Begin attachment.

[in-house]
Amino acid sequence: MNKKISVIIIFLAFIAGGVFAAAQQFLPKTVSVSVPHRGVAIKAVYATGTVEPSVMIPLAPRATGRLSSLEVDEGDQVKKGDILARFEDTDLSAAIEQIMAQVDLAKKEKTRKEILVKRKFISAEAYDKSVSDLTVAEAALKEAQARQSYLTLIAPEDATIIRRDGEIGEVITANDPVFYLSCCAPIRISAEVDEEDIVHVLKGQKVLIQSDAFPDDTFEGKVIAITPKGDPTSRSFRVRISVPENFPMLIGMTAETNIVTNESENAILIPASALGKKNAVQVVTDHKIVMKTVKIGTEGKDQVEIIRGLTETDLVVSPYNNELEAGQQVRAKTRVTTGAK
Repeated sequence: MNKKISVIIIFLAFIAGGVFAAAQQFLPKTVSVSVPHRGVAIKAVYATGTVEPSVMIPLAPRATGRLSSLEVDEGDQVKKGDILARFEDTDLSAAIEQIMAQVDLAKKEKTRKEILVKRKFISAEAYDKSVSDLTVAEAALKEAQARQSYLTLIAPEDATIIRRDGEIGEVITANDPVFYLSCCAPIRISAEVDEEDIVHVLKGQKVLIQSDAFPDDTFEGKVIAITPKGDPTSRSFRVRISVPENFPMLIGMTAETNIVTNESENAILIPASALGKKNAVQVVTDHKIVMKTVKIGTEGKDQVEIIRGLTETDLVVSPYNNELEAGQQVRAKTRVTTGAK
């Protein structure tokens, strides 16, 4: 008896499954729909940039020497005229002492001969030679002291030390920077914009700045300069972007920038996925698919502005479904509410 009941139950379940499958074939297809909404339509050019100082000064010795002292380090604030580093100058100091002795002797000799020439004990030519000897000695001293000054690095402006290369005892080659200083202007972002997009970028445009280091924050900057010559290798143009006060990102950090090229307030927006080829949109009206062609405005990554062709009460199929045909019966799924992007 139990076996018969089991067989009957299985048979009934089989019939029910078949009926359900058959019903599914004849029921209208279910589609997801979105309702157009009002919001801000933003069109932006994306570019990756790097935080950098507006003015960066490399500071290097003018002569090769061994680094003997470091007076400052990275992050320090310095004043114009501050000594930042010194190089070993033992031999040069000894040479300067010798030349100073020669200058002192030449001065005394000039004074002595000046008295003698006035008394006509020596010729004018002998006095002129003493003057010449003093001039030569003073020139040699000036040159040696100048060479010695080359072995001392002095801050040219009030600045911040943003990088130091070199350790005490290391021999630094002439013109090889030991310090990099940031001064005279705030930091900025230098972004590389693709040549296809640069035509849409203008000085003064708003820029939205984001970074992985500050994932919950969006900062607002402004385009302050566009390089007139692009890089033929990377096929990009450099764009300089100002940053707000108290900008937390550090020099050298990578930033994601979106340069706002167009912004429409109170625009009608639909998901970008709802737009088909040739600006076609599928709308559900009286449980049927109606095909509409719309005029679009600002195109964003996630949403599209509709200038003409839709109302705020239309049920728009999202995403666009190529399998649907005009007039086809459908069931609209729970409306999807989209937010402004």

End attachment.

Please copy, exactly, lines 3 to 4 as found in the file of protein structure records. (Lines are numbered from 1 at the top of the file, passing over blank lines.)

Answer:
Repeated sequence: MNKKISVIIIFLAFIAGGVFAAAQQFLPKTVSVSVPHRGVAIKAVYATGTVEPSVMIPLAPRATGRLSSLEVDEGDQVKKGDILARFEDTDLSAAIEQIMAQVDLAKKEKTRKEILVKRKFISAEAYDKSVSDLTVAEAALKEAQARQSYLTLIAPEDATIIRRDGEIGEVITANDPVFYLSCCAPIRISAEVDEEDIVHVLKGQKVLIQSDAFPDDTFEGKVIAITPKGDPTSRSFRVRISVPENFPMLIGMTAETNIVTNESENAILIPASALGKKNAVQVVTDHKIVMKTVKIGTEGKDQVEIIRGLTETDLVVSPYNNELEAGQQVRAKTRVTTGAK
């Protein structure tokens, strides 16, 4: 008896499954729909940039020497005229002492001969030679002291030390920077914009700045300069972007920038996925698919502005479904509410 009941139950379940499958074939297809909404339509050019100082000064010795002292380090604030580093100058100091002795002797000799020439004990030519000897000695001293000054690095402006290369005892080659200083202007972002997009970028445009280091924050900057010559290798143009006060990102950090090229307030927006080829949109009206062609405005990554062709009460199929045909019966799924992007 139990076996018969089991067989009957299985048979009934089989019939029910078949009926359900058959019903599914004849029921209208279910589609997801979105309702157009009002919001801000933003069109932006994306570019990756790097935080950098507006003015960066490399500071290097003018002569090769061994680094003997470091007076400052990275992050320090310095004043114009501050000594930042010194190089070993033992031999040069000894040479300067010798030349100073020669200058002192030449001065005394000039004074002595000046008295003698006035008394006509020596010729004018002998006095002129003493003057010449003093001039030569003073020139040699000036040159040696100048060479010695080359072995001392002095801050040219009030600045911040943003990088130091070199350790005490290391021999630094002439013109090889030991310090990099940031001064005279705030930091900025230098972004590389693709040549296809640069035509849409203008000085003064708003820029939205984001970074992985500050994932919950969006900062607002402004385009302050566009390089007139692009890089033929990377096929990009450099764009300089100002940053707000108290900008937390550090020099050298990578930033994601979106340069706002167009912004429409109170625009009608639909998901970008709802737009088909040739600006076609599928709308559900009286449980049927109606095909509409719309005029679009600002195109964003996630949403599209509709200038003409839709109302705020239309049920728009999202995403666009190529399998649907005009007039086809459908069931609209729970409306999807989209937010402004």